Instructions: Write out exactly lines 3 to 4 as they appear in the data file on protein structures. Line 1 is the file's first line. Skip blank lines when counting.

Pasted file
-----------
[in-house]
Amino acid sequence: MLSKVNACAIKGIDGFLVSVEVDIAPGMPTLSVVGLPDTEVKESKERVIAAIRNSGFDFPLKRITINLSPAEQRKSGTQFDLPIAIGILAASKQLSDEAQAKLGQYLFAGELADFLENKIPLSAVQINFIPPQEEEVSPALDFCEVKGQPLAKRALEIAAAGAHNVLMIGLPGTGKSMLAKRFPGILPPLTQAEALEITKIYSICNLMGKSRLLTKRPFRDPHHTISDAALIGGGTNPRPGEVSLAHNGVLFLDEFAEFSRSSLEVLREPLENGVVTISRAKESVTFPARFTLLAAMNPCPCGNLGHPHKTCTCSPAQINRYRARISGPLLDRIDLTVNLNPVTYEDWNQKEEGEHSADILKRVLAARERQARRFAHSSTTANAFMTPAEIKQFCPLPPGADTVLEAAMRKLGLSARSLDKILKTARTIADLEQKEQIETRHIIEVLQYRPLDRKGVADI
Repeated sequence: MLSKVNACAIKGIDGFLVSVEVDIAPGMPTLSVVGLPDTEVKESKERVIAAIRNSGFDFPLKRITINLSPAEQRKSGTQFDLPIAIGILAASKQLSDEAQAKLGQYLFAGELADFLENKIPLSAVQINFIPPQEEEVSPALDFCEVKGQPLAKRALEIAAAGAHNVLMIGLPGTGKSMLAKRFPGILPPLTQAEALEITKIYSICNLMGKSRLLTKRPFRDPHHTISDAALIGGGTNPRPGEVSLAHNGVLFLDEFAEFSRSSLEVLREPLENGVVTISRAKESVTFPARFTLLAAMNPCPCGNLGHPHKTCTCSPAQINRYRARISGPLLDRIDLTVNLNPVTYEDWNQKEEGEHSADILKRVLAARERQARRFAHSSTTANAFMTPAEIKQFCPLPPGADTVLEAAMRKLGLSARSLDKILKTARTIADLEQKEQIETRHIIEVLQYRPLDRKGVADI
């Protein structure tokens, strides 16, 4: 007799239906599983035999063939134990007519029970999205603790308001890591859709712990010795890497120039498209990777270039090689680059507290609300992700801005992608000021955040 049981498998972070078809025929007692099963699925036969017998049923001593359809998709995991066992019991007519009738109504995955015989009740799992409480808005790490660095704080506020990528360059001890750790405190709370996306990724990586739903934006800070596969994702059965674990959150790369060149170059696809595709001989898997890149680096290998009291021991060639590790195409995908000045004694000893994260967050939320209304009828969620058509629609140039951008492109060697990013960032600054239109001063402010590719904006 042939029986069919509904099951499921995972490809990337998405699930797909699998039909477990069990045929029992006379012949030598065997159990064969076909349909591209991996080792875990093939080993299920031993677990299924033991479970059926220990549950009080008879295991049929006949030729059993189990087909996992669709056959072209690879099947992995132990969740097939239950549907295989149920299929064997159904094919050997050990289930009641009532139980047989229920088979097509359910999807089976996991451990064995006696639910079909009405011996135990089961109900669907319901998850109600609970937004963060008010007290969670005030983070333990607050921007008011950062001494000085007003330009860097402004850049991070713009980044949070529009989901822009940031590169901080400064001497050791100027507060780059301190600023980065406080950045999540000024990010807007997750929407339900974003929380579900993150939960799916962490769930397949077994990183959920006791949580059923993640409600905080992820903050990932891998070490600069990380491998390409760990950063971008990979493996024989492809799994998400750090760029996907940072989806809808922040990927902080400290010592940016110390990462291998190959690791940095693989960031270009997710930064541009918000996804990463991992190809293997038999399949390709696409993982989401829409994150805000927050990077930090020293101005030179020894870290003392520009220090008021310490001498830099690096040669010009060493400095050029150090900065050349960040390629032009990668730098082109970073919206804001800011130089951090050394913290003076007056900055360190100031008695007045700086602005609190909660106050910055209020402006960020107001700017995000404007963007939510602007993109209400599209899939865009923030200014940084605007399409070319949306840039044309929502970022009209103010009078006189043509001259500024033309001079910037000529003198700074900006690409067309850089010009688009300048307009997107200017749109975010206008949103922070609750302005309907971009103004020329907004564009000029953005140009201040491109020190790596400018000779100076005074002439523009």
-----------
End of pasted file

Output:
Repeated sequence: MLSKVNACAIKGIDGFLVSVEVDIAPGMPTLSVVGLPDTEVKESKERVIAAIRNSGFDFPLKRITINLSPAEQRKSGTQFDLPIAIGILAASKQLSDEAQAKLGQYLFAGELADFLENKIPLSAVQINFIPPQEEEVSPALDFCEVKGQPLAKRALEIAAAGAHNVLMIGLPGTGKSMLAKRFPGILPPLTQAEALEITKIYSICNLMGKSRLLTKRPFRDPHHTISDAALIGGGTNPRPGEVSLAHNGVLFLDEFAEFSRSSLEVLREPLENGVVTISRAKESVTFPARFTLLAAMNPCPCGNLGHPHKTCTCSPAQINRYRARISGPLLDRIDLTVNLNPVTYEDWNQKEEGEHSADILKRVLAARERQARRFAHSSTTANAFMTPAEIKQFCPLPPGADTVLEAAMRKLGLSARSLDKILKTARTIADLEQKEQIETRHIIEVLQYRPLDRKGVADI
């Protein structure tokens, strides 16, 4: 007799239906599983035999063939134990007519029970999205603790308001890591859709712990010795890497120039498209990777270039090689680059507290609300992700801005992608000021955040 049981498998972070078809025929007692099963699925036969017998049923001593359809998709995991066992019991007519009738109504995955015989009740799992409480808005790490660095704080506020990528360059001890750790405190709370996306990724990586739903934006800070596969994702059965674990959150790369060149170059696809595709001989898997890149680096290998009291021991060639590790195409995908000045004694000893994260967050939320209304009828969620058509629609140039951008492109060697990013960032600054239109001063402010590719904006 042939029986069919509904099951499921995972490809990337998405699930797909699998039909477990069990045929029992006379012949030598065997159990064969076909349909591209991996080792875990093939080993299920031993677990299924033991479970059926220990549950009080008879295991049929006949030729059993189990087909996992669709056959072209690879099947992995132990969740097939239950549907295989149920299929064997159904094919050997050990289930009641009532139980047989229920088979097509359910999807089976996991451990064995006696639910079909009405011996135990089961109900669907319901998850109600609970937004963060008010007290969670005030983070333990607050921007008011950062001494000085007003330009860097402004850049991070713009980044949070529009989901822009940031590169901080400064001497050791100027507060780059301190600023980065406080950045999540000024990010807007997750929407339900974003929380579900993150939960799916962490769930397949077994990183959920006791949580059923993640409600905080992820903050990932891998070490600069990380491998390409760990950063971008990979493996024989492809799994998400750090760029996907940072989806809808922040990927902080400290010592940016110390990462291998190959690791940095693989960031270009997710930064541009918000996804990463991992190809293997038999399949390709696409993982989401829409994150805000927050990077930090020293101005030179020894870290003392520009220090008021310490001498830099690096040669010009060493400095050029150090900065050349960040390629032009990668730098082109970073919206804001800011130089951090050394913290003076007056900055360190100031008695007045700086602005609190909660106050910055209020402006960020107001700017995000404007963007939510602007993109209400599209899939865009923030200014940084605007399409070319949306840039044309929502970022009209103010009078006189043509001259500024033309001079910037000529003198700074900006690409067309850089010009688009300048307009997107200017749109975010206008949103922070609750302005309907971009103004020329907004564009000029953005140009201040491109020190790596400018000779100076005074002439523009």